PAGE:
Air Force general issues apology to veteran about new investigation into old rape case
WASHINGTON – An Air Force general has issued an apology to a veteran after she raised concerns about how military investigators handled reexamining her 20-year-old rape case.
Lisa Wilken, a former airman and veterans advocate, said two military investigators showed up at her Indiana home unannounced three weeks ago after she recently tweeted about her rape, which happened in 1994. She said the surprise visit was inappropriate, noting most rape survivors want to tell their stories on their terms and it felt “big-brotherish” that the military was monitoring social media. It’s possible other women could be uncomfortable telling their stories knowing the Defense Department is in the audience, Wilken said.
“It is never our intent to put survivors of crime through additional trauma,” Brig. Gen. Terry Bullard, commander of the Air Force Office of Special Investigations, wrote in a letter to Wilken. “OSI stands ready to listen to victims and survivors, provide them a voice no matter how long ago their sexual assault occurred, and to guarantee their opportunity to receive support.”
Wilken, 49, served in the Air Force between 1994 and 1996. She is the chairwoman of AMVETS National Women Veterans Committee and testified before a House Veterans’ Affairs Committee subpanel in 2013 about her attack, which led to two surgeries and a medical discharge. She said she has a 90% service-connected disability rating from the VA, 50% of which is from post-traumatic stress disorder as a result of the attack. Bullard also said investigators were able to eventually retrieve the records of Wilken’s case, after investigators initially told her that there were no records.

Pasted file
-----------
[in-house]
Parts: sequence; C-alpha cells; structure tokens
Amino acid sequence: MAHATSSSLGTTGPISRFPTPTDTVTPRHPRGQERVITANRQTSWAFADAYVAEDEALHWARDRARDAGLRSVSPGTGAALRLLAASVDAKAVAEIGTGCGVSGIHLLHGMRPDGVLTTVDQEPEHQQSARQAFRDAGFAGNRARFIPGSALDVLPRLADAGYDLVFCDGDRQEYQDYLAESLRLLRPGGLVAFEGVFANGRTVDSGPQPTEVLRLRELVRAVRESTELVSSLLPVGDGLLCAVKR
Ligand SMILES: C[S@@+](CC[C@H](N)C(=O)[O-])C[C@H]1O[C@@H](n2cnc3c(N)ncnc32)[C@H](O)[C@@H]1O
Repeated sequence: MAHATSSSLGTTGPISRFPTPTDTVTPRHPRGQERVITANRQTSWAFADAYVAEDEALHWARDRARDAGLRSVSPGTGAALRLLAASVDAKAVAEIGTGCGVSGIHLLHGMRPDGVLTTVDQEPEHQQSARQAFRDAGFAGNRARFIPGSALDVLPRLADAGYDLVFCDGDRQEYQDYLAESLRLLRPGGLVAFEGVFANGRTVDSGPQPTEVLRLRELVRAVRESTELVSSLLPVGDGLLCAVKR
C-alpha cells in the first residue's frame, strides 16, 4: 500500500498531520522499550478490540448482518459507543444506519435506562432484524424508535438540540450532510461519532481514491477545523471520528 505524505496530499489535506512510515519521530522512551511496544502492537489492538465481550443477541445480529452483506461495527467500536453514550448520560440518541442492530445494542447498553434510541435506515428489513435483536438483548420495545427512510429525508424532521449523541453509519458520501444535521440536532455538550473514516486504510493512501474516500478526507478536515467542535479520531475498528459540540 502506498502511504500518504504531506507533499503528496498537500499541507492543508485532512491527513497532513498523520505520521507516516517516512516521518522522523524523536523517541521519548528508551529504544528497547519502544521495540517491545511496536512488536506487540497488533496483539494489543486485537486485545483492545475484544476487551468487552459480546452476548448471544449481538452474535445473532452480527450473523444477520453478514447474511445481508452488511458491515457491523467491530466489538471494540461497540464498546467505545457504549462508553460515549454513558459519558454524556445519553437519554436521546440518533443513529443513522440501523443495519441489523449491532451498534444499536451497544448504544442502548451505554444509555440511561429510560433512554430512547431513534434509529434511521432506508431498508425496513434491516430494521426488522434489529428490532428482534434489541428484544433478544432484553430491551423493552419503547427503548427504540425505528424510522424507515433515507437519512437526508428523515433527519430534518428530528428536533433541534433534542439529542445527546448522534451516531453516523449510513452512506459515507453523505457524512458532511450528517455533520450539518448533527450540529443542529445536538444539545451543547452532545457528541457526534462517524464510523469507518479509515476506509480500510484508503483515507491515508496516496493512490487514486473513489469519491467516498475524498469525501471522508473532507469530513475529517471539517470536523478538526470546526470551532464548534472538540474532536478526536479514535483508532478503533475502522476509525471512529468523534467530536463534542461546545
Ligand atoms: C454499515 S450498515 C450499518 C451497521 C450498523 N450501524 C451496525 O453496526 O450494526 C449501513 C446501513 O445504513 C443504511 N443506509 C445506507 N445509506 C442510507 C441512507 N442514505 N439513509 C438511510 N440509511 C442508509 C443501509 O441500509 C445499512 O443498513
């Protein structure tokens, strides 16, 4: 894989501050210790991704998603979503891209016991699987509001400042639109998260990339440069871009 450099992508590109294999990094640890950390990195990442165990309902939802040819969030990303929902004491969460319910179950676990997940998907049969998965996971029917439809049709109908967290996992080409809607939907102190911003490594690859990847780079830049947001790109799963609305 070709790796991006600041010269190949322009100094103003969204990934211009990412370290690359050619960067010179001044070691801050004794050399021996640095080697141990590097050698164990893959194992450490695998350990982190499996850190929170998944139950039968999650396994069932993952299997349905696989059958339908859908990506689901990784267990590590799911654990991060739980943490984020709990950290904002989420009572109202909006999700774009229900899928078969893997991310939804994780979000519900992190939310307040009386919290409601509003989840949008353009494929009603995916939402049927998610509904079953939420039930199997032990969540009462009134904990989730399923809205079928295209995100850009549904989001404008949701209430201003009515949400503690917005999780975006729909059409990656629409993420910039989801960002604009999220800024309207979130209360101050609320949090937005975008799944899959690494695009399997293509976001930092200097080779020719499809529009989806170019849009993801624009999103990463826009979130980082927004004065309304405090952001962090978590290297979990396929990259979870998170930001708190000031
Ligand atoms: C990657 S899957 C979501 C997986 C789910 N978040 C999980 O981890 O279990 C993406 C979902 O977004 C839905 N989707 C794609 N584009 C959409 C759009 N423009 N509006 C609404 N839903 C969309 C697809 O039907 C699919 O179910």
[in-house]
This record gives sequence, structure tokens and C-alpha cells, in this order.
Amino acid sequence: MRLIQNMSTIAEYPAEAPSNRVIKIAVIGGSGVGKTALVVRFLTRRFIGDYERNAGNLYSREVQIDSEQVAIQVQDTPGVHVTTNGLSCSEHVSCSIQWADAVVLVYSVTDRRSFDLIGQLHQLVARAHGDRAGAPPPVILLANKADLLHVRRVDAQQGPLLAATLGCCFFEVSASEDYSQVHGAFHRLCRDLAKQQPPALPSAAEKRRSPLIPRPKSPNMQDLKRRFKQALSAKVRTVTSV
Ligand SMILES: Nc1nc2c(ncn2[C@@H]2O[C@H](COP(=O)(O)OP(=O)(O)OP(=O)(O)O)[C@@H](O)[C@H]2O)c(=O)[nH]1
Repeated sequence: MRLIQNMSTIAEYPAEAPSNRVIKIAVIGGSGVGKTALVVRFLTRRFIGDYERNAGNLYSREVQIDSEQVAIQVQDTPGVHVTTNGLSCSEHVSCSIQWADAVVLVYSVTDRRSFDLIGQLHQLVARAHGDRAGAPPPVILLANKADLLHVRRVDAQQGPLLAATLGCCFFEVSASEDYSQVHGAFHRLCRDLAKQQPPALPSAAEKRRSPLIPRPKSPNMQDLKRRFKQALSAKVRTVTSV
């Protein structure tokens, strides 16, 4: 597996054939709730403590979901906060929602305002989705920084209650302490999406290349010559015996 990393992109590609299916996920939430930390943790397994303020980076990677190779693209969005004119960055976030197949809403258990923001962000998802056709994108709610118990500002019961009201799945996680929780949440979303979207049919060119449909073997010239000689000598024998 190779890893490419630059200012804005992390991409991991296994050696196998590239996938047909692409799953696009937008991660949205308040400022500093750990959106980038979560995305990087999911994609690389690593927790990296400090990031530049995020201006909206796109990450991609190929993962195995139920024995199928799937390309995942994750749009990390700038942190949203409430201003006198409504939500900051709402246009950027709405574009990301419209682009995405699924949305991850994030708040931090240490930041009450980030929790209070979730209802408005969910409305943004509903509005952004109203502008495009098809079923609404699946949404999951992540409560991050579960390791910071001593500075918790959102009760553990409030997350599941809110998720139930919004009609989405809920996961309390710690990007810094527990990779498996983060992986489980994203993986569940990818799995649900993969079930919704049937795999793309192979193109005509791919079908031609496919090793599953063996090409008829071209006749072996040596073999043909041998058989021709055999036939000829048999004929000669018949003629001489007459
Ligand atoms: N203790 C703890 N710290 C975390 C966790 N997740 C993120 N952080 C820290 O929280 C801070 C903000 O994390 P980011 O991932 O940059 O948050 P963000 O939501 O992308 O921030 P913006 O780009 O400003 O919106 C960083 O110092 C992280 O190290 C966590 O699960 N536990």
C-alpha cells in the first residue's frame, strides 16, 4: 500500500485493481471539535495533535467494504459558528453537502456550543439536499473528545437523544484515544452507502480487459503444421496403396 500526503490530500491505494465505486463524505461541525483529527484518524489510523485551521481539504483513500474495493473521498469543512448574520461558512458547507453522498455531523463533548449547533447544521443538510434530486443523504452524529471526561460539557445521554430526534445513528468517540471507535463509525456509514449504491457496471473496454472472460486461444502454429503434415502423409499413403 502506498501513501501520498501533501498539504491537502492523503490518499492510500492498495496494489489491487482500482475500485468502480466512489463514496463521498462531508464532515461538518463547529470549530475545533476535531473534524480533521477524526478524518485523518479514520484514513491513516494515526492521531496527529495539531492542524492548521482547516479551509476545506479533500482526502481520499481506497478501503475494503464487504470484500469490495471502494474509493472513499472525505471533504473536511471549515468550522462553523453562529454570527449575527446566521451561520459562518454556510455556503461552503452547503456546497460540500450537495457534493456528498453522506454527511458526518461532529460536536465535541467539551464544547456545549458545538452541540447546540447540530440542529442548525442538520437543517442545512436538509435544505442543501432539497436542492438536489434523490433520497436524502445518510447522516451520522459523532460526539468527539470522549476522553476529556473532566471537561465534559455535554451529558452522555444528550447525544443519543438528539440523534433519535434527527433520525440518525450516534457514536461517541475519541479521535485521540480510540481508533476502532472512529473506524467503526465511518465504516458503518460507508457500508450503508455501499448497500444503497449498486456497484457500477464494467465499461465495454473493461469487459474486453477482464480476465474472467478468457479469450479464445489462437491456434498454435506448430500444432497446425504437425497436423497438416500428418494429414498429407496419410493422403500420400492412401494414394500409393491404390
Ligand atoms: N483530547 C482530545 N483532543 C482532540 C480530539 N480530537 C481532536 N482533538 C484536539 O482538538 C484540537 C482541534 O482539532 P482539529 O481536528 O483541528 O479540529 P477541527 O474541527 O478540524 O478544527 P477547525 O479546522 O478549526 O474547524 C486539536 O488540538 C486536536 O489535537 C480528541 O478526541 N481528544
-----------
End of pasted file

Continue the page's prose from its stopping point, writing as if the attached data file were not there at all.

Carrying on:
Wilken said there are situations the military should reach out to survivors, especially as the military reconciles with sex crimes across the force.
The Defense Department’s fiscal year 2019 report on sexual assault in the military said there were 7,825 sexual assault reports involving service members as victims or subjects, a 3% increase compared to 2018.
Wilken said the first contact with an apparent victim should be via phone or a letter. Bullard wrote in his letter that OSI is determining ways to make contact with a victim that are “the least intrusive,” and more informed and supportive if in-person contact is the only avenue.
Wilken said there was nothing to be done to revisit the case since her attacker was out of the military. He received an other-than-honorable discharge after an Article 32 hearing and served no time in jail.
On July 9, Wilken tweeted a news story about the killing of Army Spc. Vanessa Guillén at Fort Hood, Texas, by another soldier and how her death spurred women across the military to share their stories of rape, sexual assault and harassment.
“#IAmVanessaGuillen. They wonder why we don't tell! I told & expected justice. I was so young & dumb. The prosecutor said to me ...
"Lisa, I can prove he raped you, but the rape wasn't violent enough for him to get any real jail time." Government Property,” Wilken tweeted.
The Air Force Office of Special Investigations monitors social media for anecdotes of potential victims of sexual crimes and investigators spotted Wilken’s tweet, which led to investigators showing up at her door.
OSI has identified more than a dozen allegations of sexual assault via social media, according to Linda Card, an OSI spokeswoman. However, the scope of the Air Force’s social media monitoring remains unclear as Card said she could not discuss tactics and procedures.
“Since the advent of social media platforms, OSI has recognized that both perpetrators of crime and victims of crime can and do have an online presence,” Card said. “As a law enforcement organization, OSI has always paid attention to public spaces wherein our Air Force and DoD community may seek to report wrongdoing or crime affecting our force. Social media represents one such public space.”